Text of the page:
With a breakthrough medical procedure, there is hope for retina-damaged patients. At the Universidad Compultense de Madrid (UCM), researchers published the findings in The Journal of Neural Engineering.

The artificial retina is a cell therapy for the reconstruction of the damaged retina by implanting healthy cells in the patient's eye. The cells of the artificial retina adhere to very thin silk fibroin biofilms and are covered by a gel during eye surgery. The special silk fibers help to build this artificial retina which have the mechanical characteristics of the membrane of Bruch, the layer of cells supported by the neural retina.

"The biohybrid retina is a cell therapy for the reconstruction of the damaged retina by implanting healthy cells in the patient's eye," says Fivos Panetsos, director of the UCM's Neuro Computers Group and member of the ClĂ­nico San Carlos de Madrid Institute of Health Research (IdISSC).

"Retina"by National Institutes of Health (NIH) is licensed under CC BY-NC 2.0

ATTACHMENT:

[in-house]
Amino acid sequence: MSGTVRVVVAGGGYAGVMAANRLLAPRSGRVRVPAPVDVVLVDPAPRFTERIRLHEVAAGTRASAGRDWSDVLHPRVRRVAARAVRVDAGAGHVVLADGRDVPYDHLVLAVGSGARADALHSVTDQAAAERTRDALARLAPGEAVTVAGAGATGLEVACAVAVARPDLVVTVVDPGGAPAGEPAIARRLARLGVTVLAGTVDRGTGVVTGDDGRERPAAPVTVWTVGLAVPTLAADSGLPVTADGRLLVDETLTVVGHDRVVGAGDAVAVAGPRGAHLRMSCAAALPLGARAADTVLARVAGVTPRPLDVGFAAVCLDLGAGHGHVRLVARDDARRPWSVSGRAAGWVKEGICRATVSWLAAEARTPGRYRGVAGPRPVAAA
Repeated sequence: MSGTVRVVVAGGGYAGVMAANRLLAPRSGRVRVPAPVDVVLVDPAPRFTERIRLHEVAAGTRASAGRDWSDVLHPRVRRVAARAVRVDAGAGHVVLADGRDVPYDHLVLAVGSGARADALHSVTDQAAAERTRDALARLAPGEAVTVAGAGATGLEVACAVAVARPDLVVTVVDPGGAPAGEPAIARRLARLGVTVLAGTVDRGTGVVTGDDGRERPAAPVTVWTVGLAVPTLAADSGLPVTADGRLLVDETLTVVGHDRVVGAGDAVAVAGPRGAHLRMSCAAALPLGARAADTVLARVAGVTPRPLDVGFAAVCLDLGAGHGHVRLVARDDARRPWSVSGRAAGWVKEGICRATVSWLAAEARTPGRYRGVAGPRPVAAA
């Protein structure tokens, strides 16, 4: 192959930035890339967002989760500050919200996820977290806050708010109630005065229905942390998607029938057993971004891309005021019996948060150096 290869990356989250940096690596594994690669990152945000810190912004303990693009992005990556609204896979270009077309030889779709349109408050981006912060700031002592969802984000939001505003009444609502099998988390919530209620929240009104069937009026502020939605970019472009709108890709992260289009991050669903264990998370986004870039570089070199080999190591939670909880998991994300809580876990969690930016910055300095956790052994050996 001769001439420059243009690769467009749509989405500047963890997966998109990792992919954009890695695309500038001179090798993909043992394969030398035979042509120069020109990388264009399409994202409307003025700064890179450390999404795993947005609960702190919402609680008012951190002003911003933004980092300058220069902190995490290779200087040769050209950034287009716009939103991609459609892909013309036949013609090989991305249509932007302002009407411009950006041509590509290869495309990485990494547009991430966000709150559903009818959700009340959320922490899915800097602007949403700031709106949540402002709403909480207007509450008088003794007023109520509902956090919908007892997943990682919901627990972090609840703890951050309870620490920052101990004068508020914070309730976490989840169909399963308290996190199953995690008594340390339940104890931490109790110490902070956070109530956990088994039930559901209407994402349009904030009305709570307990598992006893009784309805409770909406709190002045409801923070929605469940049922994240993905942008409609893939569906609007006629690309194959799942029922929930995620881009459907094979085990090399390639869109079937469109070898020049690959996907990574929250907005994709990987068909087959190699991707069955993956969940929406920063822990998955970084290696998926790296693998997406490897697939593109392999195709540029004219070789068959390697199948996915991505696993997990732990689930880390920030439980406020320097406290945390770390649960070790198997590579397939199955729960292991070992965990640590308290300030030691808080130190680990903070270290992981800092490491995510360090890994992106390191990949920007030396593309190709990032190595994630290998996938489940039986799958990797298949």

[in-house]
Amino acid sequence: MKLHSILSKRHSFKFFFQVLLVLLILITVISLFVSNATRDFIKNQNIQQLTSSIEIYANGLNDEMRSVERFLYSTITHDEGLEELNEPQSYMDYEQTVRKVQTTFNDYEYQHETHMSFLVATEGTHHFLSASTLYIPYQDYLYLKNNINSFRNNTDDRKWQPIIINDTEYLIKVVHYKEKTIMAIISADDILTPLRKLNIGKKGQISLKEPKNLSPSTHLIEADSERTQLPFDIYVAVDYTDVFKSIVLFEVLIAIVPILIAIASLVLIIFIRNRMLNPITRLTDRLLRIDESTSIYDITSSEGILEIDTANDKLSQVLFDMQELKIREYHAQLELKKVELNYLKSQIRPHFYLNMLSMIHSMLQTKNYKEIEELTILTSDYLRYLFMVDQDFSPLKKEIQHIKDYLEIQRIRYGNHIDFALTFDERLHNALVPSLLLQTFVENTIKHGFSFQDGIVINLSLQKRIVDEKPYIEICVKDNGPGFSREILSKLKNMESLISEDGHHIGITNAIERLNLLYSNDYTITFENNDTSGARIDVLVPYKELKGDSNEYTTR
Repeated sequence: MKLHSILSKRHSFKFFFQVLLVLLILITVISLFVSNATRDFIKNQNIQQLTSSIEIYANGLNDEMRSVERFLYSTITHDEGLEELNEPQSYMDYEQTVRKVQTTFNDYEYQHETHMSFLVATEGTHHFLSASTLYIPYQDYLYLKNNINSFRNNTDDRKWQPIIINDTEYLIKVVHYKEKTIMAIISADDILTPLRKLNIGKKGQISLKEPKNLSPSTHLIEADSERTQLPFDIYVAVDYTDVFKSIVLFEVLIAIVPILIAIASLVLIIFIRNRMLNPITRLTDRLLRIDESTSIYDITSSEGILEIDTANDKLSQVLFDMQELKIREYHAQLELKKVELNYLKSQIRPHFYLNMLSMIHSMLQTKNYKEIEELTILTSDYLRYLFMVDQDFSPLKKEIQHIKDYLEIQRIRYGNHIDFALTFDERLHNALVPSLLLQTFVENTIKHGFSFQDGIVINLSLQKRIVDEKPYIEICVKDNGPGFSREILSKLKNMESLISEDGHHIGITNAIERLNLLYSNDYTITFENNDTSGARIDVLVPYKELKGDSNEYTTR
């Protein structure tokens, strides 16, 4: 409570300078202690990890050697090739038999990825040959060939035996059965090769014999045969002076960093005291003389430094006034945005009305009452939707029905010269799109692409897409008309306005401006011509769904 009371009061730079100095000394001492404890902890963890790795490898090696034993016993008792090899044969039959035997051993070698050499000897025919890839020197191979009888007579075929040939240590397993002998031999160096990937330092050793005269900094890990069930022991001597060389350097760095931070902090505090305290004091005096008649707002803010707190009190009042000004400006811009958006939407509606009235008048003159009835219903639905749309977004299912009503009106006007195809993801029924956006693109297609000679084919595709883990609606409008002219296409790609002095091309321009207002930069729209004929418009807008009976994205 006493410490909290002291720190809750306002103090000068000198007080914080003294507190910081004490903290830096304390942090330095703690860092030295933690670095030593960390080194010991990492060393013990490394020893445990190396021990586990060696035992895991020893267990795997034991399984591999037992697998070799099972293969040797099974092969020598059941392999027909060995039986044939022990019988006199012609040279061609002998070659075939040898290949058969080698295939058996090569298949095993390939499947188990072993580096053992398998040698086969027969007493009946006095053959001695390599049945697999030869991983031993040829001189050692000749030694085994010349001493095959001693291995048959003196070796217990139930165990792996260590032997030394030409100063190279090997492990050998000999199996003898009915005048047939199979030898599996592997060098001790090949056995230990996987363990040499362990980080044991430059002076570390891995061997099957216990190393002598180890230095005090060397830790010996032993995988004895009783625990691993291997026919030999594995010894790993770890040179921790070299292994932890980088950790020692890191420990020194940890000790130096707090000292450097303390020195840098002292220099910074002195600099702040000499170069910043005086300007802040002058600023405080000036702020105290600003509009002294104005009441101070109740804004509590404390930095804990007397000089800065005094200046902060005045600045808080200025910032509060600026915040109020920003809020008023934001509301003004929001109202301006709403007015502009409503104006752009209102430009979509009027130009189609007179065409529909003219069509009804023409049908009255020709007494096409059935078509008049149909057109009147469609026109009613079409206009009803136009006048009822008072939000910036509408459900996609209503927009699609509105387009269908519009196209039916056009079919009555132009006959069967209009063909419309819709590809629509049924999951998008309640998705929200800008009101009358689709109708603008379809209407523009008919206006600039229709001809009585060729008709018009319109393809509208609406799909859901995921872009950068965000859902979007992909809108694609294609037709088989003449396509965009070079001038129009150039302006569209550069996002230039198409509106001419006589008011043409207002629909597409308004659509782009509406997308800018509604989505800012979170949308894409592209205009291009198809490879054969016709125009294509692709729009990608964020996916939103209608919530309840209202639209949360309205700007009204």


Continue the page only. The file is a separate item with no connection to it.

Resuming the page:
The UCM researchers and director, published in Journal of Neural Engineering, added that The transplanted retina also contains mesenchymal cells that function as producers of neuroprotective and neuroreparative molecules and facilitate functional integration between implanted and patient cells"

Age-Related Macular Degeneration (AMD) is a neurodegenerative disease that causes a progressive loss of central vision. It is the leading cause of irreversible vision loss in people over 65 years of age and affects more than 196 million people. The cells of the artificial retina adhere to very thin, 100% biocompatible silk fibroin biofilms, which is covered by a gel that protects them during eye surgery and enables them to survive for the time that they need to be integrated into the tissue around them after transplantation.

"Layers of nerve cells in the retina"by National Institutes of Health (NIH) is licensed under CC BY-NC 2.0

AMD is a neurodegenerative disease that causes progressive central vision loss and blindness at their most advanced stage of development. AMD is a neurodegenerative disease. Driven by heterogeneous, complex and still poorly understood mechanisms, it has the greatest impact on over 196 million people world wide, resulting in irreversible vision loss in people over 65. Current treatments can only ease symptoms and decelerate the progression of the disease. AMD is an incurable disease.